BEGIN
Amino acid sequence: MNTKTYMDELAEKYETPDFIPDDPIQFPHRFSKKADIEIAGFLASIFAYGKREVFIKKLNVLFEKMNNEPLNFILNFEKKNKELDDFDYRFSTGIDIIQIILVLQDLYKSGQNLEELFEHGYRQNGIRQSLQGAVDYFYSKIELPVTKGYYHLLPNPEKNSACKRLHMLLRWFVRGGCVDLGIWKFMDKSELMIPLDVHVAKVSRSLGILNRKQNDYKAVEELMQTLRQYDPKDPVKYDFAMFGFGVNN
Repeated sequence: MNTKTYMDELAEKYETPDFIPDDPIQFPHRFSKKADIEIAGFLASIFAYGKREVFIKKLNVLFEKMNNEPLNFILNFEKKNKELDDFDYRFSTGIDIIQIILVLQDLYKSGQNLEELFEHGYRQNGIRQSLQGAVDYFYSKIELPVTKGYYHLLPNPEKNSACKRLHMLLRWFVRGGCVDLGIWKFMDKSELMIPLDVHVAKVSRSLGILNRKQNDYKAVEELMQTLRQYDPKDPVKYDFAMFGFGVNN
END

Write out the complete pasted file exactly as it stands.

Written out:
Amino acid sequence: MNTKTYMDELAEKYETPDFIPDDPIQFPHRFSKKADIEIAGFLASIFAYGKREVFIKKLNVLFEKMNNEPLNFILNFEKKNKELDDFDYRFSTGIDIIQIILVLQDLYKSGQNLEELFEHGYRQNGIRQSLQGAVDYFYSKIELPVTKGYYHLLPNPEKNSACKRLHMLLRWFVRGGCVDLGIWKFMDKSELMIPLDVHVAKVSRSLGILNRKQNDYKAVEELMQTLRQYDPKDPVKYDFAMFGFGVNN
Repeated sequence: MNTKTYMDELAEKYETPDFIPDDPIQFPHRFSKKADIEIAGFLASIFAYGKREVFIKKLNVLFEKMNNEPLNFILNFEKKNKELDDFDYRFSTGIDIIQIILVLQDLYKSGQNLEELFEHGYRQNGIRQSLQGAVDYFYSKIELPVTKGYYHLLPNPEKNSACKRLHMLLRWFVRGGCVDLGIWKFMDKSELMIPLDVHVAKVSRSLGILNRKQNDYKAVEELMQTLRQYDPKDPVKYDFAMFGFGVNN